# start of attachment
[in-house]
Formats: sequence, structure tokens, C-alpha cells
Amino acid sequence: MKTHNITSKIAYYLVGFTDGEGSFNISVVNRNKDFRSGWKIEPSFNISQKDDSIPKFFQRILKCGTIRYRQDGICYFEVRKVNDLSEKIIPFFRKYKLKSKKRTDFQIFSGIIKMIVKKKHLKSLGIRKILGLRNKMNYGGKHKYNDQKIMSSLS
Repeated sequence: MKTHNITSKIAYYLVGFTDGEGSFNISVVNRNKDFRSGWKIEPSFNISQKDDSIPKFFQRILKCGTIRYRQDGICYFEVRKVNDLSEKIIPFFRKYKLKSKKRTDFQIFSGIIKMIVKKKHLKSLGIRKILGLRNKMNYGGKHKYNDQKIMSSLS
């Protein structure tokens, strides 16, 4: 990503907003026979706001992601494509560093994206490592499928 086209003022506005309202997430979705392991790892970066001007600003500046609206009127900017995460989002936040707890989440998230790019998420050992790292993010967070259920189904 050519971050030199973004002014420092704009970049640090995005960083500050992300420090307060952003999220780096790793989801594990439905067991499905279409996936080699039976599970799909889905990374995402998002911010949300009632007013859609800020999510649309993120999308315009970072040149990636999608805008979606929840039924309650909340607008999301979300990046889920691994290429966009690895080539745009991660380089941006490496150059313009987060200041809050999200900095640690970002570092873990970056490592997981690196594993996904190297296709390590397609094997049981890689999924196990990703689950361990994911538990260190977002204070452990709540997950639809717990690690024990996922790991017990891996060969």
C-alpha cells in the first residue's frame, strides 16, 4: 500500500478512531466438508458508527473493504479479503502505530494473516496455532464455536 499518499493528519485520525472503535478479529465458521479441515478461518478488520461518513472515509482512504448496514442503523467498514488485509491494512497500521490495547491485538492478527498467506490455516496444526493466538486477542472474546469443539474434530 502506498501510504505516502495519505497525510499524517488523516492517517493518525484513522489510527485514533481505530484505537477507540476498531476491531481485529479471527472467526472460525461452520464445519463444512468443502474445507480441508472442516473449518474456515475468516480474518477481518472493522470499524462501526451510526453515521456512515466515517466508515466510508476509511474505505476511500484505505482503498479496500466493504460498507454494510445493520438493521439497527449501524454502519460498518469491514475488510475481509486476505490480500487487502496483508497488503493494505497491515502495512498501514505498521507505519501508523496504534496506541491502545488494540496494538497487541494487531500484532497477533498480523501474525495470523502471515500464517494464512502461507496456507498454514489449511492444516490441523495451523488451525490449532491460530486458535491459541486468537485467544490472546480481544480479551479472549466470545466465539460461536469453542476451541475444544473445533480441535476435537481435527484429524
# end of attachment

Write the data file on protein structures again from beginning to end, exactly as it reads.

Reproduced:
[in-house]
Formats: sequence, structure tokens, C-alpha cells
Amino acid sequence: MKTHNITSKIAYYLVGFTDGEGSFNISVVNRNKDFRSGWKIEPSFNISQKDDSIPKFFQRILKCGTIRYRQDGICYFEVRKVNDLSEKIIPFFRKYKLKSKKRTDFQIFSGIIKMIVKKKHLKSLGIRKILGLRNKMNYGGKHKYNDQKIMSSLS
Repeated sequence: MKTHNITSKIAYYLVGFTDGEGSFNISVVNRNKDFRSGWKIEPSFNISQKDDSIPKFFQRILKCGTIRYRQDGICYFEVRKVNDLSEKIIPFFRKYKLKSKKRTDFQIFSGIIKMIVKKKHLKSLGIRKILGLRNKMNYGGKHKYNDQKIMSSLS
């Protein structure tokens, strides 16, 4: 990503907003026979706001992601494509560093994206490592499928 086209003022506005309202997430979705392991790892970066001007600003500046609206009127900017995460989002936040707890989440998230790019998420050992790292993010967070259920189904 050519971050030199973004002014420092704009970049640090995005960083500050992300420090307060952003999220780096790793989801594990439905067991499905279409996936080699039976599970799909889905990374995402998002911010949300009632007013859609800020999510649309993120999308315009970072040149990636999608805008979606929840039924309650909340607008999301979300990046889920691994290429966009690895080539745009991660380089941006490496150059313009987060200041809050999200900095640690970002570092873990970056490592997981690196594993996904190297296709390590397609094997049981890689999924196990990703689950361990994911538990260190977002204070452990709540997950639809717990690690024990996922790991017990891996060969």
C-alpha cells in the first residue's frame, strides 16, 4: 500500500478512531466438508458508527473493504479479503502505530494473516496455532464455536 499518499493528519485520525472503535478479529465458521479441515478461518478488520461518513472515509482512504448496514442503523467498514488485509491494512497500521490495547491485538492478527498467506490455516496444526493466538486477542472474546469443539474434530 502506498501510504505516502495519505497525510499524517488523516492517517493518525484513522489510527485514533481505530484505537477507540476498531476491531481485529479471527472467526472460525461452520464445519463444512468443502474445507480441508472442516473449518474456515475468516480474518477481518472493522470499524462501526451510526453515521456512515466515517466508515466510508476509511474505505476511500484505505482503498479496500466493504460498507454494510445493520438493521439497527449501524454502519460498518469491514475488510475481509486476505490480500487487502496483508497488503493494505497491515502495512498501514505498521507505519501508523496504534496506541491502545488494540496494538497487541494487531500484532497477533498480523501474525495470523502471515500464517494464512502461507496456507498454514489449511492444516490441523495451523488451525490449532491460530486458535491459541486468537485467544490472546480481544480479551479472549466470545466465539460461536469453542476451541475444544473445533480441535476435537481435527484429524